18th Sunday after Pentecost (Prop 20 – C)
I Timothy 2:1-15
September 18, 2016
Grace, mercy, and peace from God our Father and from our Lord and Savior Jesus Christ.
The text that I have chosen for this morning’s sermon is the Epistle reading, which was read a few minutes ago.
Every week, I spend some time looking at each of the readings for the coming Sunday to see what my sermon is going to be about. Sometimes I know right away, while at other times it takes a lot of prayer. I did the same thing this week and for some reason I settled on the Epistle. I’m not sure what I was thinking when I decided to tackle Paul’s words to Timothy about women in the church, but I decided that I wasn’t going to chicken out. The words are part of the readings, so you’ve heard them and I’m sure they brought questions to mind. You may have found them out of touch with contemporary thought. In fact, they may have done more than that, you might be sitting there angry and offended. I understand that this is too big of a topic to cover completely in one sermon, but I ask that you walk with me for a few minutes as we take look at the God’s role for women in the Church.
The words that may have jumped out at you come from the middle of the Epistle where Paul says, “Let a woman learn quietly with all submissiveness. I do not permit a woman to teach or to exercise authority over a man; rather, she is to remain quiet.” Many people, lay people, pastors, and theologians listen to Paul’s words and they assume that he’s a sexist pig. He must be, right? He’s telling women to learn quietly and to not have authority over a man. And this isn’t the only place that he says something like this, he also says it in First Corinthians 14, “As in all the churches of the saints, the women should keep silent in the churches.” This isn’t how enlightened men think, right? Is Paul just keeping women down? He’s not, I promise. I can’t deny though that some men, who claim to be Christian, have taken this teaching to a sinful conclusion. They treat women as second class citizens, as inferior subordinates. This isn’t at all what Paul teaches, and those who treat women like that are disregarding all that Paul says.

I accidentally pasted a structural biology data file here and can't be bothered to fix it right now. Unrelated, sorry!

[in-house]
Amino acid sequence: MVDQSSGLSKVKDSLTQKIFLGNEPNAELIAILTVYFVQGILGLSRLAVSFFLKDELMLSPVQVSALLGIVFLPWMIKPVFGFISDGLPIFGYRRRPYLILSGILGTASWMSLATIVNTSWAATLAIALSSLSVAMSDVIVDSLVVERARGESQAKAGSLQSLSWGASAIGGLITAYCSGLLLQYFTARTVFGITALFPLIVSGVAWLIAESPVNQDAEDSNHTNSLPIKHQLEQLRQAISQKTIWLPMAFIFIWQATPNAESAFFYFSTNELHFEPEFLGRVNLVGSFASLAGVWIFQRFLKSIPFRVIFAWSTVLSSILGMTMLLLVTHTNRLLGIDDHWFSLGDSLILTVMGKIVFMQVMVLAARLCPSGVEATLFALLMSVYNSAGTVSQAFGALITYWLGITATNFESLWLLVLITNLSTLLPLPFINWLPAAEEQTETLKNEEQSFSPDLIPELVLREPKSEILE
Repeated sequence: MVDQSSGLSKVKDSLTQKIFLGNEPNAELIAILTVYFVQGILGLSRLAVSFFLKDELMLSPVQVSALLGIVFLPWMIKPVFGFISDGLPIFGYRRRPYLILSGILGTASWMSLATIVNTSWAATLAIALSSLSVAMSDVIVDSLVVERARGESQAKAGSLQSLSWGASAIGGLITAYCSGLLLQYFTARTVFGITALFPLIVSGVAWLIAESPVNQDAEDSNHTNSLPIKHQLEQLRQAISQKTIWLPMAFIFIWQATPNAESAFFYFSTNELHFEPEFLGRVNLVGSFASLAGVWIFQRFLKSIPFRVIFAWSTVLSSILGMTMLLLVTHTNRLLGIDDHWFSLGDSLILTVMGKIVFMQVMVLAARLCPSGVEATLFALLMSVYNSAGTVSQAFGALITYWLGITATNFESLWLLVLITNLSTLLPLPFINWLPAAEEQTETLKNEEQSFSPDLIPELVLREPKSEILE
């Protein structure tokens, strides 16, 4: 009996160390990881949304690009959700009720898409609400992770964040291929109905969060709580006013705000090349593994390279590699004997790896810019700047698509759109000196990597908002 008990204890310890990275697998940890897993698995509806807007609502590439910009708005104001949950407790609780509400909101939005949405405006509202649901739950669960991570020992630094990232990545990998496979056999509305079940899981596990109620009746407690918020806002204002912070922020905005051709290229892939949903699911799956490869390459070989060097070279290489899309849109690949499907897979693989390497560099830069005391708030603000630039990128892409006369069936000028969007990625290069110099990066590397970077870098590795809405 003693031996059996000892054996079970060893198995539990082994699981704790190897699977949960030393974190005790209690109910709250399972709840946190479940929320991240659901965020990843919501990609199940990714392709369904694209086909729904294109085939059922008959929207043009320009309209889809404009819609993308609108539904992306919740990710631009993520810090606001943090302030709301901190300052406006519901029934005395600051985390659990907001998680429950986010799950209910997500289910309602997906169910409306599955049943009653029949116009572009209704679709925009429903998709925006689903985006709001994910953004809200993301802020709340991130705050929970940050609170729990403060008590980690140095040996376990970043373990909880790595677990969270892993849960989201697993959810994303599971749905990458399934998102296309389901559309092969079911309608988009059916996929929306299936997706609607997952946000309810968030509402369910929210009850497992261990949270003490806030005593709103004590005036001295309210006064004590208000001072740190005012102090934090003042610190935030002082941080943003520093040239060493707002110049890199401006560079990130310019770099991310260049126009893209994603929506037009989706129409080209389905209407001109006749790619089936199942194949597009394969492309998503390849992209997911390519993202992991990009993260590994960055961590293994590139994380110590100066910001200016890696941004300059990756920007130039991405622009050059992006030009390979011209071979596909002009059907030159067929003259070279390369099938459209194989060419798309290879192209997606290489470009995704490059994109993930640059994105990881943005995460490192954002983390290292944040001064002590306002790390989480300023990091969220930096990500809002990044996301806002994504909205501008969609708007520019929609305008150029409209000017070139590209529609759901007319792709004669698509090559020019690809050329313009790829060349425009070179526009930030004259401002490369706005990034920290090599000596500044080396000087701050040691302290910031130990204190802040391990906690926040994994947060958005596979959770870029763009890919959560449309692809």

Keep in mind though that Paul never speaks on his own authority. He’s not making up rules as he goes along. Instead he says, “For this I was appointed a preacher and an apostle” and what this means is that he is speaking with God’s authority, even when He says things that we disagree with. From the first word in Genesis to the last word in Revelation, God is speaking to us. When God is speaking to Moses, when Jesus is talking to His disciples, and when the Holy Spirit inspires what Paul writes his letters, it’s all God’s Word. And because it’s His Word, we have to accept all of it, even the parts we don’t want to and even the parts that make writing a sermon tricky. Knowing the Bible is God’s Word helps, it also makes us wonder if God is sexist. He’s not. He’s God and God cannot be sinful or sexist. Instead what we learn that God has a plan for His Church.
Paul says this about God in I Corinthians 14, “For God is not a God of confusion but of peace.” God is a God of order; He brings harmony out of chaos and He lays out how His Church is to be structured. To do this, He gives men and women different roles. To the men, He assigns the role of pastor. All the descriptions of pastors in the Bible refer to them as men. They are to be the husband of one wife and all the references to pastors use male pronouns; he, him, and his. We can see this also that while Jesus loved women very much, and many followed and supported Him, He chose only men as His disciples. So when Paul says, “I desire then that in every place the men should pray, lifting holy hands without anger or quarreling” and “I do not permit a woman to teach or to exercise authority over a man; rather, she is to remain quiet.” He’s clarifying that men are the ones called by God to lead the prayers in worship and to preach.